When Sandra Taylor (Susan Walden), the manager of a thoroughbred farm, is murdered, her father (Claude Akins) strongly insists to Matlock that he represent the mentally handicapped young man (Don Swayze) accused of the murder.
6417"The Model"Tony MordenteRobert SchlittApril 25, 1989 (1989-04-25)22.4[17]

Matlock has a breakthrough in the case he was struggling with, but he forgets it all when he is then hit by a car. While in the hospital he reads over the material he has, much to the annoyance of the nurse Gertrude, who wants him to rest. As he reads over the statements of the three suspects attending the party, where the murder occurred, the statements are reenacted, and of course they differ slightly from one another (which Matlock is intrigued by). One of them is the murderer, but which one? Nurse Gertrude puts a patch on him to cure his headache, and suddenly Ben knows how the murder was committed.

Note: Julie Sommars and Kene Holliday do not appear in this episode.
6518"The Cult"Harvey S. LaidmanMarvin KupferMay 2, 1989 (1989-05-02)23.5[18]

Outraged, widowed father William Austin (Jack Dodson) arrives from Chicago to a cult in Atlanta in pursuit of looking for his son, Dennis (Wallace Langham), who was grabbed by the cult. Dennis tells his father to leave him alone, claiming the cult is his place, and turns his back on his father. The head of the cult, Joshua Bradbury (Roger Davis) encourages William to accept his son's decision by leaving him alone. William refuses to go anywhere else without his son, and the police haul him off, yelling and threatening Mr. Bradbury he will have his head torn off. That night, Dennis witnesses a shadowy figure kill Bradbury and chases him, but freezes when the killer stumbles and he sees his face. The killer escapes, and Dennis then tells the police that it was his father who shot Bradbury. When William tells Matlock he found out Dennis has signed his trust fund and his life's savings over to the cult, Matlock confronts Dennis, and is shocked to hear the boy deny his father. Matlock goes to an expert in de-programming cult victims, who tells him that Dennis may believe he saw his father, but he is probably so brain-washed by the cult that he can't really be sure what he saw. Under Matlock's orders, Tyler infiltrates the cult, but he might be getting himself in over his head when he seems to be falling for their line.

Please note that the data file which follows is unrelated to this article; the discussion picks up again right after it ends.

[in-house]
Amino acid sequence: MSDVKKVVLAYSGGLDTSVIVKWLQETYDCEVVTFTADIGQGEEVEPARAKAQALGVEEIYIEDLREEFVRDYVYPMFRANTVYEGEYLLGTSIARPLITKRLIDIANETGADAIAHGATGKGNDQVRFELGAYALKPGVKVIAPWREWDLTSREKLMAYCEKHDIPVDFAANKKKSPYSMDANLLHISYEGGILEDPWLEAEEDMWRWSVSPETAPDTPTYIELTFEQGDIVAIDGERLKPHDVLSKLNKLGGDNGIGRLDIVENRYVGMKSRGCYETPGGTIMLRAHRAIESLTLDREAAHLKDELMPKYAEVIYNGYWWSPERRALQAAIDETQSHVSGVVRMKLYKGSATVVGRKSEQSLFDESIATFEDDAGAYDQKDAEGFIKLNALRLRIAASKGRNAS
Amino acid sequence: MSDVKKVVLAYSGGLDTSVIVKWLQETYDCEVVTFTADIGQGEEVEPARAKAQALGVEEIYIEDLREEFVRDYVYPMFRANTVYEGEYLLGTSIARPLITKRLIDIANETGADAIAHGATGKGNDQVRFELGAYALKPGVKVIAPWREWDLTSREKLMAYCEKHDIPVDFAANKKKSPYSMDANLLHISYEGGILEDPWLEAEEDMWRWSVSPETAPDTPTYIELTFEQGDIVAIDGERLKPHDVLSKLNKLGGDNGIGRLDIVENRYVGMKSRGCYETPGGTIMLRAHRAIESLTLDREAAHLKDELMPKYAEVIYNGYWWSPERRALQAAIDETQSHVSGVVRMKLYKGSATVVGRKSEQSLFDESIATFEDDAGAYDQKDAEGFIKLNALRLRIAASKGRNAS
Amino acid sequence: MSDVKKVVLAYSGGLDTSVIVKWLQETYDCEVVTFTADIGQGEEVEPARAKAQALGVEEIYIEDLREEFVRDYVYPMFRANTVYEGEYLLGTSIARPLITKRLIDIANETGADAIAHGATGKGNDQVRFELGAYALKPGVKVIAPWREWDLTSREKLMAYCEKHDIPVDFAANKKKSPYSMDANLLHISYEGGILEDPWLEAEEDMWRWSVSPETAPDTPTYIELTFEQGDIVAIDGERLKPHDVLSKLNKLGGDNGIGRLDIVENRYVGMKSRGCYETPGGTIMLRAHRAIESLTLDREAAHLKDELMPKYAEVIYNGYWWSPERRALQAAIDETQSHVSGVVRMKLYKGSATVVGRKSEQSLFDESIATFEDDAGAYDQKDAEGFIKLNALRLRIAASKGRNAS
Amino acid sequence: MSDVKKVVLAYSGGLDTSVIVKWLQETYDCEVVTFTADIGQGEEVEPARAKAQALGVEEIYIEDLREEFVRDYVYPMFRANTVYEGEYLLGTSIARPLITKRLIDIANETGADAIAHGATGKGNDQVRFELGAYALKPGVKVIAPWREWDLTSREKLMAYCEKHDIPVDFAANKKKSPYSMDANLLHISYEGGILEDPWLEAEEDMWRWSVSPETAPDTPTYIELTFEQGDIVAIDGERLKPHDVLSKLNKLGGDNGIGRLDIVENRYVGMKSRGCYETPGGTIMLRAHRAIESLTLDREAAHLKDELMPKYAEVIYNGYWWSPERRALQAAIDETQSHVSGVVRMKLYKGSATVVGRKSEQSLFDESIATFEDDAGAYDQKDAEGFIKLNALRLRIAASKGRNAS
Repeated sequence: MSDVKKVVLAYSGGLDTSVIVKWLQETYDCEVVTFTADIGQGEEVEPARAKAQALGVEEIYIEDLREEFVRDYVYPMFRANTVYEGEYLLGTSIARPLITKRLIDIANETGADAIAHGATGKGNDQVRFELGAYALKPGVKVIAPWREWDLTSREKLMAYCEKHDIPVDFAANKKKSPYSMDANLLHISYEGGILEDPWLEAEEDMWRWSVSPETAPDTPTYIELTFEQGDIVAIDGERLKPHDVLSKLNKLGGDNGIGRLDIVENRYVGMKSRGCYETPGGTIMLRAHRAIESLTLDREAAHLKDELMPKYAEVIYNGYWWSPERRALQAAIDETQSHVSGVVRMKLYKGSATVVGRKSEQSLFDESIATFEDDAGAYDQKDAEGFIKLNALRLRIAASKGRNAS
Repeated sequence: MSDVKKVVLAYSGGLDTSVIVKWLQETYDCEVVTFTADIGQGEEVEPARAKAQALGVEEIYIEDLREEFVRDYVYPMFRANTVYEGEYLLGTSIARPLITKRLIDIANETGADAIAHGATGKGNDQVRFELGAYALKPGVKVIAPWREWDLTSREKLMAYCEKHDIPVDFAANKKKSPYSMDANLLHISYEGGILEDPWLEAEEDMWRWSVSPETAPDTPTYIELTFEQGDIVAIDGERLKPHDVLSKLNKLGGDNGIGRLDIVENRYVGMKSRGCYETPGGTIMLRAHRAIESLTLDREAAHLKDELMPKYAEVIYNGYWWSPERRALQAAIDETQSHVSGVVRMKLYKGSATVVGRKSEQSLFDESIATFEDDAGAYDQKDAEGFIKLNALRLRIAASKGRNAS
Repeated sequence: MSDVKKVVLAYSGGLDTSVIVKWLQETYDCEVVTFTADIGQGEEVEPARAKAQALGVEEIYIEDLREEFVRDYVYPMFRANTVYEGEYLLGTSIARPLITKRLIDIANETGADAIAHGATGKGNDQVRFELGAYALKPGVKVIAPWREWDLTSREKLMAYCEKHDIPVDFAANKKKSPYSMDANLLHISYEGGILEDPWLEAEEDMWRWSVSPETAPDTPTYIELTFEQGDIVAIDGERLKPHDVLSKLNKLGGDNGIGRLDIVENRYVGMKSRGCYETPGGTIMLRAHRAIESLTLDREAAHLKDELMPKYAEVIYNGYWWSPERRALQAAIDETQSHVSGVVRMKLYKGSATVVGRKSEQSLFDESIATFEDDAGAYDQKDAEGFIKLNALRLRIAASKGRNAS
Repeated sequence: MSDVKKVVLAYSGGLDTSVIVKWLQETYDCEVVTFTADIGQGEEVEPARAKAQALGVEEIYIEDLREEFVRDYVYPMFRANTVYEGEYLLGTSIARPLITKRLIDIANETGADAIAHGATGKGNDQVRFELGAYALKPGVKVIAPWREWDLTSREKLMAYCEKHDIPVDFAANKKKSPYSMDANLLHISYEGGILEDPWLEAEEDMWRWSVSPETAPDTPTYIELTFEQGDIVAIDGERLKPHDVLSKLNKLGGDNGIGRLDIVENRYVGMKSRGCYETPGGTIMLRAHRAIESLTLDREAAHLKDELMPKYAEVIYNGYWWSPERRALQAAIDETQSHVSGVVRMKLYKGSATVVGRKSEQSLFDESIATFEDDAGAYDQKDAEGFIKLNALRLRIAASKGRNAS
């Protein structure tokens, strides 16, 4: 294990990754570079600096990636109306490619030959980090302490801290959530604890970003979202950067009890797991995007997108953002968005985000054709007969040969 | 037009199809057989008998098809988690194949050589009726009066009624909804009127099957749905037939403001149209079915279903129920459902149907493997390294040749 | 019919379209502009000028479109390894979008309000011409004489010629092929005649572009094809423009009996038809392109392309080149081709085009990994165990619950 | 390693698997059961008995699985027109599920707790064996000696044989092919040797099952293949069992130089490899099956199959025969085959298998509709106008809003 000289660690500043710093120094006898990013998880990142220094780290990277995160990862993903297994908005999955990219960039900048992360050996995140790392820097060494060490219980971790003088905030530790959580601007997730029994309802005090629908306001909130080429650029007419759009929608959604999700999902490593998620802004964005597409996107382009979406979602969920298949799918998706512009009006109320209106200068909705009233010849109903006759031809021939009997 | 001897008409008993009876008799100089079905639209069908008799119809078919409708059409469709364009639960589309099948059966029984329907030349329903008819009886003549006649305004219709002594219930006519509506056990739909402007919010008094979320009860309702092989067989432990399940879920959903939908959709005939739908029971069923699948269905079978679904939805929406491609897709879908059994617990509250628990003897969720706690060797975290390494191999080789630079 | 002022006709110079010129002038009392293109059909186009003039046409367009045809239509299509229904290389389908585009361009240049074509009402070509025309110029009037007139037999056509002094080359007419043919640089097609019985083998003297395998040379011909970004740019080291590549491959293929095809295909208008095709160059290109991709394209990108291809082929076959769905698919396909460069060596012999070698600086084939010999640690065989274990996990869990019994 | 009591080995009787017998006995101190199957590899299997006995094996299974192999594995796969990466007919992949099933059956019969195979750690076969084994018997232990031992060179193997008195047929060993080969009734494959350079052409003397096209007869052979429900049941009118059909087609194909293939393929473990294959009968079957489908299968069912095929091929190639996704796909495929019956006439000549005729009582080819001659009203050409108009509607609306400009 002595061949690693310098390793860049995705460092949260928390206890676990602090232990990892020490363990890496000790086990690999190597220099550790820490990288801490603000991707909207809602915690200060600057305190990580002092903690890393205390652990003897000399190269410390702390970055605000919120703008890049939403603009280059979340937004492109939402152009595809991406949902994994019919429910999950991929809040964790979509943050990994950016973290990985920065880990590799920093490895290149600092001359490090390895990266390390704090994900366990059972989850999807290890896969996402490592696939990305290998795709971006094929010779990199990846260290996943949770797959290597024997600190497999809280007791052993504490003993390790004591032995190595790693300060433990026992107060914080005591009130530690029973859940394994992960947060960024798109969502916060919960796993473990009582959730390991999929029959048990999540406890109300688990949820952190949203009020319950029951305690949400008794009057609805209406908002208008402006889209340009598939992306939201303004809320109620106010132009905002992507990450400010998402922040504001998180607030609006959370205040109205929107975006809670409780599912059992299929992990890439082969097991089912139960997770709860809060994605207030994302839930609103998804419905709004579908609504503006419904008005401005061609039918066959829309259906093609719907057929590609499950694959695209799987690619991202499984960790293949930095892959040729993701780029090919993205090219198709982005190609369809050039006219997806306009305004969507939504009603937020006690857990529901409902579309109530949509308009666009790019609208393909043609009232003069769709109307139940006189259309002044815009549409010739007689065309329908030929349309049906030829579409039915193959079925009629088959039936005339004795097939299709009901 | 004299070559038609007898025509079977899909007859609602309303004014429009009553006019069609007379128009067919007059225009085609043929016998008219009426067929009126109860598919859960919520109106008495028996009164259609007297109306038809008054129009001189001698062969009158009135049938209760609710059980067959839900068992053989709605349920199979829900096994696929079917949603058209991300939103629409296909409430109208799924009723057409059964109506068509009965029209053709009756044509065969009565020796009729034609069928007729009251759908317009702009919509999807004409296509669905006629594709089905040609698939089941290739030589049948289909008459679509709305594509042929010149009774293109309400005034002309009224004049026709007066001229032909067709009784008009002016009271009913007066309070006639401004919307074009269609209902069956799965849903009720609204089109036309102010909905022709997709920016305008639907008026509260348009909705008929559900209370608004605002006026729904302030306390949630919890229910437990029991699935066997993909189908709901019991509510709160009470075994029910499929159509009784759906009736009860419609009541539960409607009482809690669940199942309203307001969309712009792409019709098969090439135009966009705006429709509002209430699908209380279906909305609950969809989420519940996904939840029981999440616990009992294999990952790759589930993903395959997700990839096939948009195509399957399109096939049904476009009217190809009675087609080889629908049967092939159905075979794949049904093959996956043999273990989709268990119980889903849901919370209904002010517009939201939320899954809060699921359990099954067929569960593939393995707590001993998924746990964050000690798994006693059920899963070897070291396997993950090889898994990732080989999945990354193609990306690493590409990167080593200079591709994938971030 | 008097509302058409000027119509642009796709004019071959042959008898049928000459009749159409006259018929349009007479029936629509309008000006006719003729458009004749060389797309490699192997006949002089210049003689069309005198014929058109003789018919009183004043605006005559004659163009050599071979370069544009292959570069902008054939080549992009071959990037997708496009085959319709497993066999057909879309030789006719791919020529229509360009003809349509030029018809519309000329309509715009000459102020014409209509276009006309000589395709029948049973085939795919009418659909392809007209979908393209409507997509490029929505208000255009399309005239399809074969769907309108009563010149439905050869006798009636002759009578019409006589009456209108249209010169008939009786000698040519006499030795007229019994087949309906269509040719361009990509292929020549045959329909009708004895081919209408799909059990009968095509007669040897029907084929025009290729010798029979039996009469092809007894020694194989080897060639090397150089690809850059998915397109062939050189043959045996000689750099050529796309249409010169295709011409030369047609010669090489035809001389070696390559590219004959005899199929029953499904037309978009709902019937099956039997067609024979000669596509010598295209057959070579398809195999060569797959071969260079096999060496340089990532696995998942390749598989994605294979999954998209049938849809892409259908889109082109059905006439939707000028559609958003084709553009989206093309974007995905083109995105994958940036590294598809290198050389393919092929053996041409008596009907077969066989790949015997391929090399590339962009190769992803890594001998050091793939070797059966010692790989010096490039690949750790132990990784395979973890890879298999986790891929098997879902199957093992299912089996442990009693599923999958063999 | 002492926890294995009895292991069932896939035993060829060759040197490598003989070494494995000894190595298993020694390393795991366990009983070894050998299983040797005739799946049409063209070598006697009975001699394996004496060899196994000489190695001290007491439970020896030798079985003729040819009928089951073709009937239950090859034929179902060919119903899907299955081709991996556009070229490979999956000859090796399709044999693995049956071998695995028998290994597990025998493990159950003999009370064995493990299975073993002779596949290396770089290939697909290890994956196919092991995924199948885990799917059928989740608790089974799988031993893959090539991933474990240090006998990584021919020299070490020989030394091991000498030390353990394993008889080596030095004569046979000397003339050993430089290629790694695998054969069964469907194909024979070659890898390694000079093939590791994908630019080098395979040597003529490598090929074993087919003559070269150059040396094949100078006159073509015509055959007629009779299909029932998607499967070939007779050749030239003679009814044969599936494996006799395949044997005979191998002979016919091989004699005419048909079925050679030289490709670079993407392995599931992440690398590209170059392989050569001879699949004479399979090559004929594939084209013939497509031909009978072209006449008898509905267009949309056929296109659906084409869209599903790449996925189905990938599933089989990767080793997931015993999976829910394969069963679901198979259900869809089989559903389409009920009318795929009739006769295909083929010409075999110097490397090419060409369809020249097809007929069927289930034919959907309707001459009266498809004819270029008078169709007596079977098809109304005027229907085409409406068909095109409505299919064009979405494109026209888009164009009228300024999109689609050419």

Note: Julie Sommars does not appear in this episode.
6619"The Blues Singer"Leo PennJoel SteigerMay 9, 1989 (1989-05-09)23.6[19]

When Terry Mazlin, the lead singer of a popular rock band, is murdered in his home, Matlock must defend Eddie Haynes (Joe Seneca), an old blues musician he once idolized (as did the murder victim). Bonnie Bartlett also guest stars as Lorraine Mazlin, Terry's mother who has a strong dislike of Haynes.

Note: Julie Sommars and Kene Holliday do not appear in this episode. At the end of the episode, Andy Griffith, Joe Seneca, and blues singer Brownie McGhee (listed as The Bluesmen in the closing credits) perform a duet of the song The Midnight Special (a song Griffith had previously performed on The Andy Griffith Show.)
6720"The Priest"Harvey S. LaidmanMax EisenbergMay 16, 1989 (1989-05-16)22.7[20]

After a construction magnate (Robert Miranda) is accused of murdering a priest (Leo Penn) who sabotaged his latest project, Alex Winthrop (Daniel Roebuck) from New York, visits Matlock for help with the case, because he knows that he can't do it on his own. It doesn't take long before Matlock realizes that the church is covering something up.

Note: Nancy Stafford and Julie Sommars do not appear in this episode.

ReferencesEdit

  1. ^ "Nielsen ratings". USA Today. December 7, 1988. p. 3D. ProQuest 306146398.
  2. ^ "Nielsen ratings". USA Today. December 14, 1988. p. 3D. ProQuest 306143538.
  3. ^ "Nielsen ratings". USA Today. December 21, 1988. p. 3D. ProQuest 306159082.
  4. ^ "Nielsen ratings". USA Today. December 29, 1988. p. 3D. ProQuest 306127986.
  5. ^ "Nielsen ratings". USA Today. January 11, 1989. p. 3D. ProQuest 306165080.
  6. ^ "Nielsen ratings". USA Today. January 18, 1989. p. 3D. ProQuest 306171627.
  7. ^ "Nielsen ratings". USA Today. January 25, 1989. p. 3D. ProQuest 306147740.
  8. ^ "Nielsen ratings". USA Today. February 8, 1989. p. 3D. ProQuest 306179902.
  9. ^ "Nielsen ratings". USA Today. February 15, 1989. p. 3D. ProQuest 306163263.
  10. ^ "Nielsen ratings". USA Today. February 22, 1989. p. 3D. ProQuest 306175741.
  11. ^ "Nielsen ratings". USA Today. March 1, 1989. p. 3D. ProQuest 306152931.
  12. ^ "Nielsen ratings". USA Today. March 8, 1989. p. 3D. ProQuest 306184202.
  13. ^ "Nielsen ratings". USA Today. March 15, 1989. p. 3D. ProQuest 306172200.
  14. ^ "Nielsen ratings". USA Today. April 5, 1989. p. 3D. ProQuest 306171172.
  15. ^ "Nielsen ratings". USA Today. April 12, 1989. p. 3D. ProQuest 306166319.
  16. ^ "Nielsen ratings". USA Today. April 26, 1989. p. 3D. ProQuest 306174966.
  17. ^ "Nielsen ratings". USA Today. May 3, 1989. p. 3D. ProQuest 306197470.
  18. ^ "Nielsen ratings". USA Today. May 10, 1989. p. 3D. ProQuest 306210811.
  19. ^ "Nielsen ratings". USA Today. May 17, 1989. p. 3D. ProQuest 306203436.
  20. ^ "Nielsen ratings". USA Today. May 24, 1989. p. 3D. ProQuest 306198690.

External linksEdit